In other discoveries relating to ALS, TSRI Professors Elizabeth Getzoff and John A. Tainer (also of Lawrence Berkeley National Laboratory) led research showing that proteins linked to more severe forms of the disease are less structurally stable and more prone to form clusters. Stabilizing these proteins, called superoxide dismutase, could offer another approach to treating or preventing some forms of the disease.
HIV Shows New Vulnerability for Vaccine Development
In good news for the effort to develop a vaccine against AIDS, a team has uncovered a new vulnerable site on the HIV virus.
“HIV has very few known sites of vulnerability, but in this work we've described a new one, and we expect it will be very useful in vaccine research,” said Professor Dennis R. Burton of TSRI's Department of Immunology and Microbial Science, who leads the International AIDS Vaccine Initiative (IAVI) Neutralizing Antibody Center and the NIH Center for HIV/AIDS Vaccine Immunology and Immunogen Discovery (CHAVI-ID) at TSRI.
“It's very exciting that we're still finding new vulnerable sites on this virus,” added Professor Ian A. Wilson, Hansen Professor of Structural Biology, member of the Skaggs Institute for Chemical Biology and Chair of the Dept. of Integrative Structural and Computational Biology at TSRI.
In another study related to vaccine design, Professor William R. Schief, Department of Immunology and Microbial Science, and his team successfully made key ingredients for a candidate vaccine against respiratory syncytial virus (RSV), a dangerous and fast-mutating virus that lacks a licensed vaccine. This work serves as a proof-of-principle demonstration of a technology that could also be useful against many highly variable viruses.
Found: Calorie-Burning Switch in Brown Fat
Most fat cells in our bodies are “white fat” cells that store fat as a reserve energy supply. But we and other mammals also have depots of “brown fat” cells. These apparently evolved not to store but to burn energy – quickly, as a way of generating heat and keeping the body warm in cold conditions, as well as possibly to get rid of excess caloric intake.
Now TSRI biologists have identified a signaling pathway that switches on this powerful calorie-burning process in brown fat cells – of great interest to medical researchers because it naturally stimulates weight loss and may also protect against diabetes.
“This finding offers new possibilities for the therapeutic activation of ‘brown fat thermogenesis,'” said team leader TSRI Associate Professor Anastasia Kralli.
New Technique Has Profound Implications for Drug Development
An increasingly important avenue for drug development is breaking carbon-hydrogen (C-H) bonds to alter existing molecules to create new ones. Of particular interest is mirror-image or “one-handed” compounds, but C-H breaking methods for making pure batches of these molecules have worked with only a limited range of starting materials.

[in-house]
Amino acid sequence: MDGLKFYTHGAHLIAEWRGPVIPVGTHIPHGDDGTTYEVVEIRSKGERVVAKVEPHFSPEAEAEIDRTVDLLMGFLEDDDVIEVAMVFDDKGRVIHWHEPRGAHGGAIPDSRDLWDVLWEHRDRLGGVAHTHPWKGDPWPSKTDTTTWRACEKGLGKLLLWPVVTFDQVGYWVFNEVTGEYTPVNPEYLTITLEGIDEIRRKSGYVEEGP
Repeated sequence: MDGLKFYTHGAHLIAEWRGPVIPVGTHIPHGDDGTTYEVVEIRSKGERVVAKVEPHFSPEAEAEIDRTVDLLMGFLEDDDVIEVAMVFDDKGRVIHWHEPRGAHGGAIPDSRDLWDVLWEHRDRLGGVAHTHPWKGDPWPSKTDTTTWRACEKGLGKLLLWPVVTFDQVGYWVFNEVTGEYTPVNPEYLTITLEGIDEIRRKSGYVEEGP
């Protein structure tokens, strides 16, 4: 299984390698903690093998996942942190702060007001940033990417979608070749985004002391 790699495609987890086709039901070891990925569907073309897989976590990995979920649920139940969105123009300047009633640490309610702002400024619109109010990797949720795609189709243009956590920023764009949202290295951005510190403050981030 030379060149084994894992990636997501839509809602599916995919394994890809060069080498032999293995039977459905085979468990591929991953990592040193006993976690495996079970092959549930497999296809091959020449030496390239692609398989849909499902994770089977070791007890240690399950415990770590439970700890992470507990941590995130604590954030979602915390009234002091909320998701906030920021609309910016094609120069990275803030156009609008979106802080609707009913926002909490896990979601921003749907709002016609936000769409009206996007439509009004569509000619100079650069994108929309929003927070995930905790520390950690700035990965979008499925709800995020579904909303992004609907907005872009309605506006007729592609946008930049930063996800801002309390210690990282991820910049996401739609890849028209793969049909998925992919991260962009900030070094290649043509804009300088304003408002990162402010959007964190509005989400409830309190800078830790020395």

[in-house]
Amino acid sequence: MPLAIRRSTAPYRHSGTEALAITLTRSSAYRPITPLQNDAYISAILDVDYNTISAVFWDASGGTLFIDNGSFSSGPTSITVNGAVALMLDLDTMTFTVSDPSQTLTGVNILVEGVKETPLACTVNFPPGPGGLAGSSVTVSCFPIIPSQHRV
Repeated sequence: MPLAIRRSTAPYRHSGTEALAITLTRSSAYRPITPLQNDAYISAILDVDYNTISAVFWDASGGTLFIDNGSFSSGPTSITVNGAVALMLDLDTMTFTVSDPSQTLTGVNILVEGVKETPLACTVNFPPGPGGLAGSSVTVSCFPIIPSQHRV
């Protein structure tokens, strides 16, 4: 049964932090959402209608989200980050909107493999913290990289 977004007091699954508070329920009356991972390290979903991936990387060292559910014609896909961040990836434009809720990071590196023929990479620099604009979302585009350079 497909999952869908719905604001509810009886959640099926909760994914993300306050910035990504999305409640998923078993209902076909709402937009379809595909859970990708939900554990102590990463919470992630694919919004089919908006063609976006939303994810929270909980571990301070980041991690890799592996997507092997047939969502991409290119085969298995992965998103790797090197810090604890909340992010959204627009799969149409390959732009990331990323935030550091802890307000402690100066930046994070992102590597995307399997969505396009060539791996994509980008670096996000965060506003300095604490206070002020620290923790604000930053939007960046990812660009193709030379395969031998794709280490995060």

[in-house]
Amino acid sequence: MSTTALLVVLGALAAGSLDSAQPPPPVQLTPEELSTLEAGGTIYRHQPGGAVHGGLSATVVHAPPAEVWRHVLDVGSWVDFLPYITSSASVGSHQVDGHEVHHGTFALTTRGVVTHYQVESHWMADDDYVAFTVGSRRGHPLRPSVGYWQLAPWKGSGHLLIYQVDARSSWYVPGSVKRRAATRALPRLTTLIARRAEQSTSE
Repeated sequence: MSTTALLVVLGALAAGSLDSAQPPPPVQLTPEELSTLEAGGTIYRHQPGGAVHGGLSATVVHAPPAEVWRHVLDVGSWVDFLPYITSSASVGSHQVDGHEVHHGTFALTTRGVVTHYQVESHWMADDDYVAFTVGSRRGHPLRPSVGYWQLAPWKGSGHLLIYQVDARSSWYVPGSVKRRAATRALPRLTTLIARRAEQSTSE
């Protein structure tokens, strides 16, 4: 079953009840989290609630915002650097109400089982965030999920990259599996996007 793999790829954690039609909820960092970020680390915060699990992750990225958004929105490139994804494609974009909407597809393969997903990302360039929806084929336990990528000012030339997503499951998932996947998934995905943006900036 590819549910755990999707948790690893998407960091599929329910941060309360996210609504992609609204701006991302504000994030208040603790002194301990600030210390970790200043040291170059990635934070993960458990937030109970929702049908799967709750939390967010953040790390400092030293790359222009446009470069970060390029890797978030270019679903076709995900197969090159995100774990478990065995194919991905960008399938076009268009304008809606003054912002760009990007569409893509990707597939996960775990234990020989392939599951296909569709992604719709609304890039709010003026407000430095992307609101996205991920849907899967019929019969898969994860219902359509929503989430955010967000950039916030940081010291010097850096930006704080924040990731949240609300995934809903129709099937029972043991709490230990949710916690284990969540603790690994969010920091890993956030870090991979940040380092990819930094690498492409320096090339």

Now a team led by Jin-Quan Yu, who is Frank and Bertha Hupp Professor of Chemistry at TSRI, has established a new technique that opens the door to creating a broader range of pure molecules of one-handedness or “chirality,” eliminating previous starting-material limitations. “The potential may be huge,” said Yu, whose innovative chemistry resulted in four Science or Nature papers in 2014.
In other groundbreaking work, a team led by Nobel laureate K. Barry Sharpless, who is W.M. Keck Professor of Chemistry and member of the Skaggs Institute for Chemical Biology at TSRI, used his “click chemistry” to uncover unprecedented, powerful reactivity for making new drugs, diagnostics, plastics and other products. These “Sulfur Fluoride Exchange” (SuFEx) reactions provide easy access to an entire, unexplored galaxy within the chemical universe.
Discovery May Lead to Improved Breast Cancer Treatments
Scripps Florida scientists found new targets for potential intervention in breast cancer that could eventually increase effectiveness and reduce the undesirable side effects associated with current treatments.
Approximately two out of three breast cancers are driven by receptors that bind the hormones estrogen and progesterone – when the hormones bind to these receptors in cancer cells, they signal the cancer cells to grow. The progesterone receptor has two activation domains – AF1 and AF2 – and both are normally needed for full activation of the receptor. The new study reveals how AF2 communicates with AF1, providing the first evidence of their long-range interaction.
“These findings support further research to look for promising small molecules that block that interaction,” said Patrick R. Griffin, chair of the Department of Molecular Therapeutics and director of the Translational Research Institute.
In addition to exploring potential new drugs for breast cancer, the researchers also hope to investigate the implications for prostate cancer, another hormone-driven disease.
Scientists Give Life Bigger Genetic Alphabet
Voted People's Choice for science breakthrough of the year in an online competition sponsored by the journal Science, a Nature study described how TSRI scientists created the first living organism that transmits added letters in the DNA “alphabet.”
The cells of this unique bacterium can replicate the unnatural DNA bases – which the team dubbed X and Y – more or less normally, for as long as the molecular building blocks are supplied.
“Life on Earth in all its diversity is encoded by only two pairs of DNA bases, A-T and C-G, and what we've made is an organism that stably contains those two plus a third, unnatural pair of bases,” said TSRI Associate Professor Floyd E. Romesberg, who led the research team. “This shows that other solutions to storing information are possible and, of course, takes us closer to an expanded-DNA biology that will have many exciting applications – from new medicines to new kinds of nanotechnology.”